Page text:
Polar opposites on fixing the economy
Mitt Romney and Barack Obama don't disagree about everything when it comes to talking about the big things that are wrong.
Both say the economy is in sorry shape. They're right about that. It's the slowest economic recovery since World War II.
The U.S. Labor Department reported that 12.5 million people were unemployed in August — three years and two months after the recession reportedly ended in June 2009.
In addition to these unemployed workers — about 8.1 percent of the labor force — there were millions more who were counted as unemployed by the Labor Department but not included in its calculations of the unemployment rate.
By the Labor Department's own count, on top of the 12.5 million, there were 8 million people in August who were “involuntary part-timers” and not counted as unemployed and therefore excluded when determining the unemployment rate.
To be “involuntary part-timers,” either “their hours had been cut back” or they were looking for work and unable to find full-time jobs.
Additionally, the Labor Department reported that another 2.6 million people were unemployed in August but officially categorized as “discouraged” or only “marginally attached” to the labor force because they “had not searched for work in the four weeks preceding the survey.” They, too, are excluded in the calculations of the official unemployment rate.
In other words, a jobless person gets to be both unemployed and uncounted if he's insufficiently upbeat about his job chances — too “discouraged” to keep beating on the same doors.
Add the 8 million involuntary part-timers and the 2.6 million who were inadequately optimistic to the officially unemployed 12.5 million, and the unemployment rate for August jumps from 8.1 percent to 14.9 percent, not counting the jobless who've ended up in jail, returned to college, gone missing or have been sidelined to the couch by an early and involuntary retirement.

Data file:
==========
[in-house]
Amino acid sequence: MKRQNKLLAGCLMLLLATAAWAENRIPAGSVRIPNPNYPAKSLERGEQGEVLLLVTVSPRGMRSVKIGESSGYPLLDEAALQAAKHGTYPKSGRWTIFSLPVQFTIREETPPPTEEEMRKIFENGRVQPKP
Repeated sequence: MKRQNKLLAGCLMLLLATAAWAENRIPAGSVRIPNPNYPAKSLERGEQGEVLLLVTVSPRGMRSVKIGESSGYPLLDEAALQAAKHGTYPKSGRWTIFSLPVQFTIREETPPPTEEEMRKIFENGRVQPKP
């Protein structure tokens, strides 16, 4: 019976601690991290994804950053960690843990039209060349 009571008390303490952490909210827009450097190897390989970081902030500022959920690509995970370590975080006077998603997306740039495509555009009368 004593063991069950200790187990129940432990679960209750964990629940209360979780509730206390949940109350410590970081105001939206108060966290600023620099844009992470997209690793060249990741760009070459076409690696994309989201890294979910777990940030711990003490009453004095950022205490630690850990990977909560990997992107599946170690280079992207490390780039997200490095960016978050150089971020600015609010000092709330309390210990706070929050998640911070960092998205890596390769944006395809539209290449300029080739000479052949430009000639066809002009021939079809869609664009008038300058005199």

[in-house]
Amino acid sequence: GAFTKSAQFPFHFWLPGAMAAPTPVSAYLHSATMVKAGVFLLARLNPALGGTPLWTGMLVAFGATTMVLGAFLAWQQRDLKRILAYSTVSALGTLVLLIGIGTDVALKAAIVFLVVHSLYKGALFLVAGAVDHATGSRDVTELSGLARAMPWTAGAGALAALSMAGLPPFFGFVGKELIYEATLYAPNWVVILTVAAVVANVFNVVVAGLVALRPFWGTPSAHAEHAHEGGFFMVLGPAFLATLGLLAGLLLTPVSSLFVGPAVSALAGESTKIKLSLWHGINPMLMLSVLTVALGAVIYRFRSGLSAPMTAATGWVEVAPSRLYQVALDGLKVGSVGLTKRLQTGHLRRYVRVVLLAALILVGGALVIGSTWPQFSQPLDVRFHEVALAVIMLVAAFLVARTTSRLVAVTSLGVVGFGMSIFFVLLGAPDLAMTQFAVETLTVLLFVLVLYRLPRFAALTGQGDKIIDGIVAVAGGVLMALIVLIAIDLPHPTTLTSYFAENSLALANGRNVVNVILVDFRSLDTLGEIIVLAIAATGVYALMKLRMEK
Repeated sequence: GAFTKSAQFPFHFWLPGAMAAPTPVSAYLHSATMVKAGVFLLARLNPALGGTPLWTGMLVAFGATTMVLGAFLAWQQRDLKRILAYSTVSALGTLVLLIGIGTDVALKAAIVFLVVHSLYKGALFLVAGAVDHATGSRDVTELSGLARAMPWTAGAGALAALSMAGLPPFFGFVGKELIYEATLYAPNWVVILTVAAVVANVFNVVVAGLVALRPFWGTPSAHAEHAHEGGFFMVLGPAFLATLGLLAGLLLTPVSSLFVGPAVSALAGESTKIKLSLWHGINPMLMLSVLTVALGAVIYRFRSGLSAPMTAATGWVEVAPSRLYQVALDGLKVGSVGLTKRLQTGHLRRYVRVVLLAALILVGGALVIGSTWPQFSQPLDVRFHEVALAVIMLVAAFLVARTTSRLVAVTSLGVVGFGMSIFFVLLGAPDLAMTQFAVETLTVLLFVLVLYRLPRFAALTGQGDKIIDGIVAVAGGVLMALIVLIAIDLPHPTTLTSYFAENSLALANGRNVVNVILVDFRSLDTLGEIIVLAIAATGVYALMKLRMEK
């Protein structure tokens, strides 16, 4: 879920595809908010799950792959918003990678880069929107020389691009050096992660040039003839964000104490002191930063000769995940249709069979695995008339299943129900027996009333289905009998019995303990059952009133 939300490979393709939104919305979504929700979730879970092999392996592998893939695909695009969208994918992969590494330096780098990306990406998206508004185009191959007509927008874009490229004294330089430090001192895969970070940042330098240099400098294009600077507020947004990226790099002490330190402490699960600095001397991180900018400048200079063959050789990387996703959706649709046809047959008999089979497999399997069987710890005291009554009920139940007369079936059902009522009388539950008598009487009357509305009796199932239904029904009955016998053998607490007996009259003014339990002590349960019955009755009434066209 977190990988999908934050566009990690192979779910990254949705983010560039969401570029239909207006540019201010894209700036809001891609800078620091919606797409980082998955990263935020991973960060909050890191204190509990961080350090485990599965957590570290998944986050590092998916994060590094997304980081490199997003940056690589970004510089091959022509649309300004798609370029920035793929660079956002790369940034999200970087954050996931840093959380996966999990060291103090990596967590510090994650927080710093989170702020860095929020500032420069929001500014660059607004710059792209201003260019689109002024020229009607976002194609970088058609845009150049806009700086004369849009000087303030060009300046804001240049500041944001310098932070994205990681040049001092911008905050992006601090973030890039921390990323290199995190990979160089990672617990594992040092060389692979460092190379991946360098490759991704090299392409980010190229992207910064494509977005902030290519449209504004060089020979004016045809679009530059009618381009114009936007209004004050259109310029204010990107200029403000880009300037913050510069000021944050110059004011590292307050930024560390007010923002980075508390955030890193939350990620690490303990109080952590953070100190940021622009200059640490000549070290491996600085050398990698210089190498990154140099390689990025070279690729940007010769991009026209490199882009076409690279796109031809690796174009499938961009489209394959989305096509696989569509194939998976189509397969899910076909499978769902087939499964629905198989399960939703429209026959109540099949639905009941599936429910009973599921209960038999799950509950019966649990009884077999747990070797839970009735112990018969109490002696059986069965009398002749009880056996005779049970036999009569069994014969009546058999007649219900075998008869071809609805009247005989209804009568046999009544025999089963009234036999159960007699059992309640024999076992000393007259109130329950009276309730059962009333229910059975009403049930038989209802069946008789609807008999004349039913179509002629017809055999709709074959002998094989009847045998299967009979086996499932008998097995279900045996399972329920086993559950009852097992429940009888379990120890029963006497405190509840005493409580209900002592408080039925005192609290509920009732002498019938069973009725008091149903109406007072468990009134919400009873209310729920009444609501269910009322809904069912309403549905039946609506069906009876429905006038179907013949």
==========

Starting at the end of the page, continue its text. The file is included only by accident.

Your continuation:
Romney and Obama agree about the need for higher levels of economic growth, more jobs and lower federal deficits. Both also acknowledge that current rates of growth in the federal debt are unsustainable.
Growth is the key, but the economy irrefutably is still moving in the wrong direction. It takes a 3 percent growth rate in gross domestic product to make a dent in the unemployment rate. In the first quarter of 2011, real GDP, adjusted for inflation, was expanding at an annual rate of 3.9 percent. That GDP growth rate was cut in half during the first quarter of this year, dropping to 2.2 percent. In the second quarter of this year, April through June, the GDP growth rate again declined — to 1.25 percent.
What Romney and Obama don't agree on is the fix. On solutions, they're polar opposites.
Obama sees economic advances coming by way of a bigger role for government, an improved infrastructure and higher taxes on the rich to pay for it — more roads, more renewable energy, a centralized health care system, more miles per gallon, more funds for education and, overall, more government-directed marshaling and allocation of resources.
Romney, in contrast, sees economic growth coming by way of smaller government, lower taxes, a larger role for private enterprise and individual incentive and an economy organized and directed by markets.
Ralph R. Reiland is an associate professor of economics at Robert Morris University and a local restaurateur. Email him at: firstname.lastname@example.org
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